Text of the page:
True Slayers: Some Guys Have All the Luck, Part Eleven

“Then I’ve told you about Sarah Rutledge.”

“Yes Ma’am. She was the realtor.”

“She was. I met her at Union Station. We were waiting for a late train, Poppa and I. I sat down beside her to wait. I’ve never told you what started the conversation, did I?”

I thought for a second, then admitted, “No Ma’am, you haven’t. I just figured it was small talk.”

“Oh no, we had recognized each other. “ She paused, “Put the plate in the rack, Dear.”

I obeyed. She didn’t hand me another but continued. “It gets easier as you get older. I knew she was the one as soon as I laid eyes on her. She knew me even before she spotted me – of course, she was ever so keen that way. But huntresses usually are.”

“Huntresses?” I echoed. Momma had totally lost me. Were they in a club? Had they been hunting buddies? That couldn’t be it – Momma literally wouldn’t kill a mouse. Poppa had been releasing them in the park for years. Bargain hunting, maybe?”

“Yes Dear. Surely that mentor of yours has explained types by now? Your Crystal, such a lovely girl, is only the second sword singer I’ve ever met.”

I dropped the dish towel I’d been fooling with. “Er, what?” I asked. My brain was doing something else. She hadn’t said it. I was desperately trying to convince myself that Momma hadn’t just said what I thought she’d said.

“Oh yes. Hunters are far more common, of course. I’ve known dozens. Sarah lived here for ten years, you know. Uncle Janus, he owned the place before he’d sold it to Sarah, was the other sword singer I knew. Anyway, he always said there was something about this place, this building. It was built in 1885, you know.”

I was staring at her.

“In 1885,” she continued, “Connor McCall had this building built. He had bought the property from Ezra Schultz. Ezra had inheritedit from his grandmother, Irene Schultz. Her grandfather, Jurgen Schultz, had bought it from Henri Picard who’s great great grandfather, Theodore Stevens, had traded for it with an Indian named He Who Slays with Silver – I can’t pronounce his proper name – anyway the papers just call him ‘Silver’. His family had protected the land for more generations than he could count. Each family, as it passed back into the normal world, passed the place on to the next family with the gift. Some, like Silver’s, went on for generations. Others, like Sarah’s, only one. But every single owner has been a slayer of one sort or another for as long as anyone can say. When the time comes it will be up to you to pass it to your… What’s wrong, Jackie Boy?”

I was shaking with fury and confusion. “You… you’re… That thing was in his apartment draining his life out of him and…”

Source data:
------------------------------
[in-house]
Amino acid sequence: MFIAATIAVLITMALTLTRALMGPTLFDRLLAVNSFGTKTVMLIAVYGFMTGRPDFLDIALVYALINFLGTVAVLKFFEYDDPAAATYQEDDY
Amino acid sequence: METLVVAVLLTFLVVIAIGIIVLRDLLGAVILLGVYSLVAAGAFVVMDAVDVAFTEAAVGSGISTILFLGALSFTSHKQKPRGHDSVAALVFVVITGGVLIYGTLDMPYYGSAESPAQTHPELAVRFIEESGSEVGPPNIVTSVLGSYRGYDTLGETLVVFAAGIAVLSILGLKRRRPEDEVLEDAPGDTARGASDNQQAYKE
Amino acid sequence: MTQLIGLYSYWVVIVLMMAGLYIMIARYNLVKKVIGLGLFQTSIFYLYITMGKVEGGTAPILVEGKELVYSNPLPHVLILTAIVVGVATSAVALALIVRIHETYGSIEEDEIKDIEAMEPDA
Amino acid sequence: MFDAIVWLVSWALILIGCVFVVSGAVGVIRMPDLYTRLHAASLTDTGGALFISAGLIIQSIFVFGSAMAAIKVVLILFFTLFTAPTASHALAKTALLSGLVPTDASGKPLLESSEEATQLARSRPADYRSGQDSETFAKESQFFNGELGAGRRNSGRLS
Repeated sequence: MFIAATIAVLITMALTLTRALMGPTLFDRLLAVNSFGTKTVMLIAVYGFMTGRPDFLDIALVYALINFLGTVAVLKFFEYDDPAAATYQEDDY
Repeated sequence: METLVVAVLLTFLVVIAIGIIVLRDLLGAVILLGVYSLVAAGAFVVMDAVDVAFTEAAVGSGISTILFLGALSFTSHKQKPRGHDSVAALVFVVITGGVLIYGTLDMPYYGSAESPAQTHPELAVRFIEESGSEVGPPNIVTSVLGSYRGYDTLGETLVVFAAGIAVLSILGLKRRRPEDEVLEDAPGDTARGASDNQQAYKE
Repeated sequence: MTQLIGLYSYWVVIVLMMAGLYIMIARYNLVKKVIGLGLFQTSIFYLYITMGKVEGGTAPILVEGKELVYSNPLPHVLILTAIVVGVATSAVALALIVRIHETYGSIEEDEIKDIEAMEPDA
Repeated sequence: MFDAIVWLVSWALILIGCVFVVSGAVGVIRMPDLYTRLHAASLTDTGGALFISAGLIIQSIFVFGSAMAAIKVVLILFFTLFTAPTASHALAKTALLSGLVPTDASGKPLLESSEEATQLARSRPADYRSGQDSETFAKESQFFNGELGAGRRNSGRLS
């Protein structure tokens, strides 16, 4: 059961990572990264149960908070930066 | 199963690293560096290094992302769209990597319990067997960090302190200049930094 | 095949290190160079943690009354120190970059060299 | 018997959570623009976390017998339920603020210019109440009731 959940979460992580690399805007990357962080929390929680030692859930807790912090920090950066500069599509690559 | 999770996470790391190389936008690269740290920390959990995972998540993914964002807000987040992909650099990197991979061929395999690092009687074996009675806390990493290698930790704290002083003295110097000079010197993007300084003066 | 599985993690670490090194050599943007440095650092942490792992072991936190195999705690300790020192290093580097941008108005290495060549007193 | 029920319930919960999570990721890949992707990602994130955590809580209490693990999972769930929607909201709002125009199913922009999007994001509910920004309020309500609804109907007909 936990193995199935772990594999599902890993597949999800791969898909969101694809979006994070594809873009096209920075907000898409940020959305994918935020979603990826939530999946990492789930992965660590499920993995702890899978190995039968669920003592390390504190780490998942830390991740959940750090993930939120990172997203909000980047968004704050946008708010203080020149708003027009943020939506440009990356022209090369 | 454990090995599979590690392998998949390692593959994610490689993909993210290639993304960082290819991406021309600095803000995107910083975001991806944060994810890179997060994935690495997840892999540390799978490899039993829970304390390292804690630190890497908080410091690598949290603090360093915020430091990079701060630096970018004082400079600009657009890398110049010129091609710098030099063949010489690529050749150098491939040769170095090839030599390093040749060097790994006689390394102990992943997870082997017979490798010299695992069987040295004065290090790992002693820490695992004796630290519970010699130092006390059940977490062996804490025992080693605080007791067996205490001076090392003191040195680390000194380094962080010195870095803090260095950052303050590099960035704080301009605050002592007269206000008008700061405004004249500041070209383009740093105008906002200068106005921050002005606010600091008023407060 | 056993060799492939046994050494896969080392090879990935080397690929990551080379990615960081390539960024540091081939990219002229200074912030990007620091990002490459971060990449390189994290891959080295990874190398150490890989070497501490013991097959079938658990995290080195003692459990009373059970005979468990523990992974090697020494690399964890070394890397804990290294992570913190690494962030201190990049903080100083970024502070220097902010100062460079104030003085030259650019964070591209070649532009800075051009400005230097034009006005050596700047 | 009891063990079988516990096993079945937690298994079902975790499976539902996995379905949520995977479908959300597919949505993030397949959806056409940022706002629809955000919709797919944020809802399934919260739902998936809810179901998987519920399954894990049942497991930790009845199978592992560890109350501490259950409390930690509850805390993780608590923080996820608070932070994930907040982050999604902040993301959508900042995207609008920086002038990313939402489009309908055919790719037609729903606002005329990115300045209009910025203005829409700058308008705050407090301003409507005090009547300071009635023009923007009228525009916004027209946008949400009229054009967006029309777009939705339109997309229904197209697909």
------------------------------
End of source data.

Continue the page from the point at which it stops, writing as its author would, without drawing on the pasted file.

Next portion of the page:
“I never felt a thing.” She finished the sentence sadly. “I told you, we all get old eventually. I was just a slayer, Jackie Boy. I wasn’t a true slayer like you. A slayer usually has a short career – ten to fifteen years. I started young – I was ten when I killed my first creature. Just a little goblin, hardly much of a kill. I was alredy losing my powers by the time I met Sarah. But she had a feeling about me and convinced me to meet Uncle Janus. He’d sold this place to Sarah but when we met he agreed with her – they were both sure I’d pass on the gift. And I have, to you. I can’t sly any longer, Dear. I haven’t killed a creature since your second birthday – I nearly missed your party, it took me so long because my powers were so weak by then. By the time you were three I could no longer sense creatures at all.”

For me, the room was spinning. I couldn’t decide how I felt let alone how I should feel.

Momma kept right on. “I knew it was you when you were four. Donna was in diapers and a neighbor’s child was teasing her, making her cry. Poppa just did catch you in time – you had grabbed a stick and you were swinging it like a pro. That was when I knew.”

“You… knew…” I repeated the words, not really sure I understood them.

“That’s right. I thought it would be best to let you find out for yourself. After all, so many things are uncertain until you emerge. Maybe that was a mistake, especially since you’re a true slayer, but I really thought it was best. It just never occurred to me that you wouldn’t talk to me when the time came.”

I was trying to make sense in a world where nothing made any sense anymore. My brain kicked in before I could catch up. “If this place is some kind of magnet for slayers how the… devil…” Well, at least the part of my brain that knew better than curse in front of Momma still worked. “…why… how… How could a vampire just waltz in here and…”

“Kill poor Daniel?” Momma finished the thought again. “It was under command – it had to be.”

“Why him?”

“You don’t know?”

I looked at her, trying to read her expression but the sympathetic half smile told me nothing. Was she joking? No, that wasn’t it. She really thought I should already understand. I forced myself to answer politely, “No, Momma.”

“Daniel was an atheist, Dear.”

Oh yeah, that explained everything – not. I curbed my sarcasm and plugged reason back in. “Momma, he went to church.” I protested.